ERIC Number: ED344832
Record Type: Non-Journal
Publication Date: 1991
Reference Count: N/A
African Centered Education: What Is It and Why Do We Need It?
Powell, Frances J.
An African centered curriculum has two parts. It is both a process that centers around the cultural heritage of African Americans, and the infusion of content that will stimulate and/or reinforce the growth and development of African and African-American mental and ethical traits. The scholars who are the main proponents of an African centered curriculum argue that the existing curriculum is overwhelmingly white and European in outlook and content, and reinforces insensitivity among whites leaving black children feeling inferior and disconnected from their studies. The proponents also point out several specific omissions and distortions in the curriculum as it is currently taught in most school systems and universities. These deficiencies include the contention that there is no significant history of African people in most academic disciplines before the slave trade. Critics of African centered education argue that the scholarship behind this movement is historically inaccurate, that the rhetoric of the advocates of an African centered curriculum is racially divisive and that, in some instances, the advocates represent a new form of racial intolerance. In addition to surveying the debate over an African centered curriculum, this paper also briefly summarizes the movement for multicultural education and the efforts of the District of Columbia Public School System to develop a multicultural curriculum. (DB)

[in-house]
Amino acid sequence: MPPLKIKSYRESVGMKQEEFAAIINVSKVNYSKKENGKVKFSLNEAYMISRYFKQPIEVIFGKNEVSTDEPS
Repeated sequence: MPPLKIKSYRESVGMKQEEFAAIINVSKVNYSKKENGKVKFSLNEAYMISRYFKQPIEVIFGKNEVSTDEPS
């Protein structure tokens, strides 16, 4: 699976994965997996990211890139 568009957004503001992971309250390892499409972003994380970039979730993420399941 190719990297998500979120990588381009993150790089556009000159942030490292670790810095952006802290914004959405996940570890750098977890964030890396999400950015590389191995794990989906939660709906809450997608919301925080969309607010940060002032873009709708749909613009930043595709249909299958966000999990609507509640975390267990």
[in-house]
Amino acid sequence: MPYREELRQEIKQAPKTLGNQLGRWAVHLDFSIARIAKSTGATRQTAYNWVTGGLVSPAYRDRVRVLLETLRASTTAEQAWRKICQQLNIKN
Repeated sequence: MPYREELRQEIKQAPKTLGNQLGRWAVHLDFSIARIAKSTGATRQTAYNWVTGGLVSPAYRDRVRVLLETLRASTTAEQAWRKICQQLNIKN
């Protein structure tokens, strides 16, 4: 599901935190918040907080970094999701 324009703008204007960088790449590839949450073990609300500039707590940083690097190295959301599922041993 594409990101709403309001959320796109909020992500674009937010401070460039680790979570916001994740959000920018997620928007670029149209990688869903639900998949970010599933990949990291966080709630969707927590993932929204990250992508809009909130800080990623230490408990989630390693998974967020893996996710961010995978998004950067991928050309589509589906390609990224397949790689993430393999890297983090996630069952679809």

Descriptors: African Culture, African Studies, Afrocentrism, Black Culture, Black Education, Black History, Black Studies, Blacks, Controversial Issues (Course Content), Curriculum Development, Educational Objectives, Elementary Secondary Education, Minority Groups, Multicultural Education, Social Studies
Publication Type: Information Analyses; Guides - Non-Classroom
Education Level: N/A
Authoring Institution: N/A